The Common vein Copyright 2008
Hepatization is a descriptive term for non-visualization of the gallbladder or difficulty discerning gallbladder from surrounding liver parenchyma under imaging. It may be seen in CT, though it is commonly described in ultrasound imaging. This is usually due to an underlying change in the tissue of the gallbladder parenchyma, as well as the liver itself. Hepatization most commonly occurs when the gallbladder is filled with sludge, a viscous combination of concentrated calcium bilirubinate, mucus, and cholesterol crystals. When this happens the gallbladder has roughly the same echogenic intensity and texture of the liver, and thus appears to be part of the liver. Thus “hepatization” describes the phenomenon of the gallbladder appearing more liver-like.
When sludging occurs, the size of the gallbladder will be on the larger end of normal (60-70mL), as it is usually full and distended. Its shape will thus be plump and pear-like. In the setting of sludge accumulation the wall of the gallbladder may not be noticeable, although this is less newer generations of ultrasound and CT imaging.
There are no associated functional changes in the gallbladder, although sludge accumulation may be due to reduce contractility, prolonged fasting, or distal obstruction of the biliary tract.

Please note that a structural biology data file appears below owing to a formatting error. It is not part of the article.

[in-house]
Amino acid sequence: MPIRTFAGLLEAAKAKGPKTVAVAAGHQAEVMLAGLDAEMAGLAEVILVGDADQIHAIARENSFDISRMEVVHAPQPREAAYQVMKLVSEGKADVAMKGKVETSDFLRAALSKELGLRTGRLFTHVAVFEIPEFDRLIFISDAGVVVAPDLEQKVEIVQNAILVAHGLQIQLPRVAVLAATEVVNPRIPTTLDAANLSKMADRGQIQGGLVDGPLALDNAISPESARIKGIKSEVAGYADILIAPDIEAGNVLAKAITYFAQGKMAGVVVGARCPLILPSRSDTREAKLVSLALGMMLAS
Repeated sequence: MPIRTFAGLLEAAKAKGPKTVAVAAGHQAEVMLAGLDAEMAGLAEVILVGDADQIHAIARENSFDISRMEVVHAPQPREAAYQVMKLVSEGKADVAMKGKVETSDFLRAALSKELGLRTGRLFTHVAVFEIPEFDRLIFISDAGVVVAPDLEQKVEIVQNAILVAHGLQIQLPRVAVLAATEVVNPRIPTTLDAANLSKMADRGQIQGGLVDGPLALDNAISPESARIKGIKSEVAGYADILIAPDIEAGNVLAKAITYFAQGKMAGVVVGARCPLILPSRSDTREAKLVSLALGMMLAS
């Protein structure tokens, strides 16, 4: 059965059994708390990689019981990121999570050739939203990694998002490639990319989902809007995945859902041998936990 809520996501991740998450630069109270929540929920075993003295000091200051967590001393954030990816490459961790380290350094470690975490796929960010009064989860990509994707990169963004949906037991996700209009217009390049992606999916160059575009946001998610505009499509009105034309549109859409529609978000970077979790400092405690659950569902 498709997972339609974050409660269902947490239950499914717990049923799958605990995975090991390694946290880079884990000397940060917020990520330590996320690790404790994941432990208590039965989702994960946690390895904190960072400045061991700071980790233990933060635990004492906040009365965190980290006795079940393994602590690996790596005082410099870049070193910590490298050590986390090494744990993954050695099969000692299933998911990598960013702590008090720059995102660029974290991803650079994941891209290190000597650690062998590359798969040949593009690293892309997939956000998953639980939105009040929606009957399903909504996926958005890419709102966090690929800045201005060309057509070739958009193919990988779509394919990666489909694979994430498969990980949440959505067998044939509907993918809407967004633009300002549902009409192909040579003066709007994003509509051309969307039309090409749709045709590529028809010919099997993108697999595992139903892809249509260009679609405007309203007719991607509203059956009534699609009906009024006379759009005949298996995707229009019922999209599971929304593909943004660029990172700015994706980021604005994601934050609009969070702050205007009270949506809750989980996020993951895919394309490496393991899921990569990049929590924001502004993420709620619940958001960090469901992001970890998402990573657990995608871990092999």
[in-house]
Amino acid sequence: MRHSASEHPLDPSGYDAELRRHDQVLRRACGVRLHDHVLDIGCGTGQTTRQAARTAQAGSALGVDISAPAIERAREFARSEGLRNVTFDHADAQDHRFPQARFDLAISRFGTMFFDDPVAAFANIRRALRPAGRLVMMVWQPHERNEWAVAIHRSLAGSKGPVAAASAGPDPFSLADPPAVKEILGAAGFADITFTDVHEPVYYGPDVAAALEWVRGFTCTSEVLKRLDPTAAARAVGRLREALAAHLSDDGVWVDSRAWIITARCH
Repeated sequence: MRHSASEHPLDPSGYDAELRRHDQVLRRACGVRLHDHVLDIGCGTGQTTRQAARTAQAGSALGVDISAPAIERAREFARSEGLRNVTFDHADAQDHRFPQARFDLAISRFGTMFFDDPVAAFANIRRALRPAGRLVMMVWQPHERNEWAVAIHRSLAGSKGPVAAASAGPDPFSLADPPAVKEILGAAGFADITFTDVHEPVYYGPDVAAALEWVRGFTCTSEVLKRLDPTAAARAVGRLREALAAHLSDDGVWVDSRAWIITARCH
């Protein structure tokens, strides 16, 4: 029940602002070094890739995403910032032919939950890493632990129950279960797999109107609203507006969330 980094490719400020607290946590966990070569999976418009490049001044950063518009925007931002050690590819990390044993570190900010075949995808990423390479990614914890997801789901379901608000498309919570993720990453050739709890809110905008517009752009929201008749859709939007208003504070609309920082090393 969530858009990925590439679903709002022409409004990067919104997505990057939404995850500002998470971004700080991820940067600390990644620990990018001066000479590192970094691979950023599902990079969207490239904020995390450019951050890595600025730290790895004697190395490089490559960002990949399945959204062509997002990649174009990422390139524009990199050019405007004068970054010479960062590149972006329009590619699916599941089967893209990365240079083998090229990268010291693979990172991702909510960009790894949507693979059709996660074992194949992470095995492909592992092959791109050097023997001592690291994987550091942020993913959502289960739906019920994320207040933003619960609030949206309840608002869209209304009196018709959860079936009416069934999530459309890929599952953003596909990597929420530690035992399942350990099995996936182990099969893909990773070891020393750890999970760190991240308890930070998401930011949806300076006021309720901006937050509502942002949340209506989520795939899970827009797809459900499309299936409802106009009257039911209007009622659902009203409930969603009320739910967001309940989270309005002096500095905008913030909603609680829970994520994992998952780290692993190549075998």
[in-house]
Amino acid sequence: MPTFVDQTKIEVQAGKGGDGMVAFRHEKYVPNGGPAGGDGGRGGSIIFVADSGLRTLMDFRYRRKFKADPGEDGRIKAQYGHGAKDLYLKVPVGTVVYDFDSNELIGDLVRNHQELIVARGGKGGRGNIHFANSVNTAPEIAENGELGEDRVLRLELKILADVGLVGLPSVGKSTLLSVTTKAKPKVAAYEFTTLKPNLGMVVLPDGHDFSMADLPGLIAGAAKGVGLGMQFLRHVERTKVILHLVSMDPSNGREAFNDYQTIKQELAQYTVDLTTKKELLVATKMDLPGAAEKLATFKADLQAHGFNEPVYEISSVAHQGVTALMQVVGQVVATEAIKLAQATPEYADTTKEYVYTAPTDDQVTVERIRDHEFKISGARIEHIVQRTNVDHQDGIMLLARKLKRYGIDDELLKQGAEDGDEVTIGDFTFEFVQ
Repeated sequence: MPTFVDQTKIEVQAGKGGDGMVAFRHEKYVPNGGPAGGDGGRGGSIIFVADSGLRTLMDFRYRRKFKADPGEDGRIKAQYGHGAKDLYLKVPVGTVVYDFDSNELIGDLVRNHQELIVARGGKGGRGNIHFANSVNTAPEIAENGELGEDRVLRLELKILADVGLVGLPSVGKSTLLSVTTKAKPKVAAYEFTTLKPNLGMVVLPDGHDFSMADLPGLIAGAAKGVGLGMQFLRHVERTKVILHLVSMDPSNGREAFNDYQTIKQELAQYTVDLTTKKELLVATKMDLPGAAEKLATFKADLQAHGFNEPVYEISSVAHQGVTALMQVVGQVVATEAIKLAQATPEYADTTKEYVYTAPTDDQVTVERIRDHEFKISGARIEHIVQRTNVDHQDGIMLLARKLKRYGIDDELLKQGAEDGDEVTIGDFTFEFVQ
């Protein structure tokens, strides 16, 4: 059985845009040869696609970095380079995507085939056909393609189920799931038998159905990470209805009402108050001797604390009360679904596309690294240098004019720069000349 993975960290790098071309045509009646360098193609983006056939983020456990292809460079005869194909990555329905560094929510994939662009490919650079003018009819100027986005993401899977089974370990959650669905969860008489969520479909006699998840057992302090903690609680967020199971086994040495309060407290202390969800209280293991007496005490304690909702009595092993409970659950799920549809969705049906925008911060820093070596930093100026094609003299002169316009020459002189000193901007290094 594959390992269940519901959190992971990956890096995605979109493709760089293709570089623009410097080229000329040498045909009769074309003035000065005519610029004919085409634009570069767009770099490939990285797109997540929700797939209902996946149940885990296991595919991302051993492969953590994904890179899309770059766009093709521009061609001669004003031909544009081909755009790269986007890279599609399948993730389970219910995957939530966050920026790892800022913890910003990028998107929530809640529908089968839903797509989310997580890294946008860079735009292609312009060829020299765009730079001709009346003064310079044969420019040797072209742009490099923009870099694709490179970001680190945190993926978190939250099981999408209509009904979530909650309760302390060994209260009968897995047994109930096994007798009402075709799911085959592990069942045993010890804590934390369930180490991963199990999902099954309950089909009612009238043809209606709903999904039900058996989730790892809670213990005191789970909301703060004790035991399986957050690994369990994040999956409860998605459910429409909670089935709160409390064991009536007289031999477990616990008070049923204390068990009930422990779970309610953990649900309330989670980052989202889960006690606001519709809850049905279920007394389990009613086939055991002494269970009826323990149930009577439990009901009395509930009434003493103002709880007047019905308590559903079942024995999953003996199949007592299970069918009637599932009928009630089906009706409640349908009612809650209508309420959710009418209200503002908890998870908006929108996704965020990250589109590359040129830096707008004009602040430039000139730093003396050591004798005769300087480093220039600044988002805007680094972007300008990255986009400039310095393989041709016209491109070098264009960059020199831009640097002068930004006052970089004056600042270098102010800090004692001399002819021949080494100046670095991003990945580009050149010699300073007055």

Hepatization may also be used to describe changes in the liver that make it appear more gallbladder-like. In the illustration below, fatty changes associated with liver disease make the liver parenchyma appear similar to the gallbladder contents.
|Hepatization of the Gallbladder|
|78606c.8s liver with steatosis hepatization of the gallbladder density of the liver is the same as the bile in the gallbladder CTscan Courtesy Ashley Davidoff MD copyright 2008|
|78606c.8s liver normal liver abnormal fatty change 777017 = a = acalculous cholecystitis b= pancreatitis with steatosis hepatization of the gallbladder density of the liver is the same as the bile in the gallbladder CTscan Courtesy Ashley Davidoff MD copyright 2008|
Kawamura – Abdomen and Superficial Structures
Harbin – Nonvisualized gallbladder by cholecystosonography American Journal of Roentgenology, Vol 132, Issue 5, 727-728